Post Traumatic Stress Disorder in Kurdish Iranians

Topics: Posttraumatic stress disorder, Psychological trauma, Kurdish people Pages: 8 (2547 words) Published: May 6, 2011
Post Traumatic Stress Disorder in Kurdish Iranians

Mehdi Ghazinour1, Naser Mofidi1, Nader Esmail-Nasab2, Jörg Richter3

1 Department of Clinical Sciences, Division of Psychiatry, Umeå University, S-90187 Umeå, Sweden

2 Kurdistan University of Medical Sciences, Sanandaj, Iran

3 Centre of Child and Adolescent Mental Health, Regions South and East, P.O.Box 23 Tåsen, N-0801 Oslo, Norway

Corresponding author:
Prof. Dr. Jörg Richter
Centre for Child and Adolescent Mental Health, Eastern and Southern Norway, P.O.Box 23 Tåsen
N-0801 Oslo

Running head: PTSD in Kurdish Iranians

Key words: PTSD, general mental health, life events, Kurdish Iranian, general population Abstract
Posttraumatic stress disorder (PTSD) represents a major public health problem world-wide. In order to derive preliminary prevalence figures of PTSD and general mental health in Kurdish Iranians the applicability of the PTSD Checklist (PCL) was investigated combined with the 12- item version of the General Health Questionnaire (GHQ-12) and a slightly modified version of the Life event Checklist (LEC). 1000 randomly selected individuals were investigated. About 40.1 % of the subjects reported that they have been affected by one of the possible traumatic events. A prevalence of PTSD based on the PCL of 10.9 % was found which was higher than that reported in other countries, but lower than expected. With decreasing emotional involvement in the event, the probability of suffering from a PTSD decreased. Women suffered significantly more often from PTSD then men especially from re-experiencing and arousal symptoms. Particularly women seem to be in need for culturally adapted intervention procedures related to PTSD. The results support the construct and differential validity of the Persian version of the PCL.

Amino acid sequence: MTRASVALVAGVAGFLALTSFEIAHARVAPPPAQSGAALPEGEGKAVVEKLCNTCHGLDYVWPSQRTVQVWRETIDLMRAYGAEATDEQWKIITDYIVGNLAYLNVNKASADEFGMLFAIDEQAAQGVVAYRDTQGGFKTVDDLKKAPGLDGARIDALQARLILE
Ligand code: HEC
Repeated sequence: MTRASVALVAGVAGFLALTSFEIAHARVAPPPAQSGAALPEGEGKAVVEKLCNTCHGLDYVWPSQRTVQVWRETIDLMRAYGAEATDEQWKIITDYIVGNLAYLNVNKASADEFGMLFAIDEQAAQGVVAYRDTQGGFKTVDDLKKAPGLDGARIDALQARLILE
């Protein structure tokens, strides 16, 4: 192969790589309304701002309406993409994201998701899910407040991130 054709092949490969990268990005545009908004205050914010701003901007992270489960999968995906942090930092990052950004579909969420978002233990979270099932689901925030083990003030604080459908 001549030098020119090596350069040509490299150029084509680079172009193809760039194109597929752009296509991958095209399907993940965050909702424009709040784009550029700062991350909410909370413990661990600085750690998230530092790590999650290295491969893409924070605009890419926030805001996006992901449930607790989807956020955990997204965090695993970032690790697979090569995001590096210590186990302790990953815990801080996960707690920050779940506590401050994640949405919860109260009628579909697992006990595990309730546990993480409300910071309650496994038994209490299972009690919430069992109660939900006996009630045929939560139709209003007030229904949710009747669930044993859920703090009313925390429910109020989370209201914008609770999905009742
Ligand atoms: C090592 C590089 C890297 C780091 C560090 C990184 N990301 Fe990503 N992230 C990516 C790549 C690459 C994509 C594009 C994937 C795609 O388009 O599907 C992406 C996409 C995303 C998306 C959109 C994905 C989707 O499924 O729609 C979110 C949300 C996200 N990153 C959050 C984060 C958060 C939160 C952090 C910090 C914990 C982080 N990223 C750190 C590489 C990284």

Post Traumatic Stress Disorder (PTSD), one type of anxiety disorder, represents a major public health problem world-wide [1]. The initial focus on trauma-related consequences historically changed from an exclusive somatic perspective to a much more comprehensive understanding that incorporated a major psychological perspective. Investigations of PTSD as a public health problem were mainly initiated in the U.S.A. and led to the inclusion of PTSD as a distinct psychiatric entity in the DSM-III. By accepting PTSD as a psychiatric disorder, its nature and origin became subject of comprehensive discussions. It is argued that PTSD represents a timeless condition, which existed before it was codified in modern diagnostic systems, but was described in different terms such as ‘railway spine’ and ‘shellshock’. Others suggest that PTSD is a novel presentation that is caused by modern interaction between trauma and culture [2]. PTSD represents a development occurring in individuals after they have experienced a traumatic event. A 'traumatic' event is characterized by its capacity to provoke fear, helplessness, or horror in response to threat of injury or death. Symptoms include distressing 'flash backs' (re-experiencing the event), avoidance of situations reminding the individual of the event, increased arousal, and psychological numbing. The fist epidemiologic report from the U.S.A. conducted by Helzer and colleagues [3] estimated a prevalence of PTSD of about 1 % in the general population and identified a higher rate of PTSD in women than in men. However one criticism of this study was a probability of underestimation of PTSD [4,5]. Another prevalence study of high validity was conducted in the general population found an overall prevalence rate of PTSD of 7.8 % with a rate of 10.4 % among women, twice as high as that found among men (5.0 %) [6]. Estimates of trauma exposure showed that about 60% of men have been the victim of one or more traumatic events, while 51% of women were exposed to such events [4]. Epidemiological investigations of traumatic life events and PTSD provide important guidance for researchers and...
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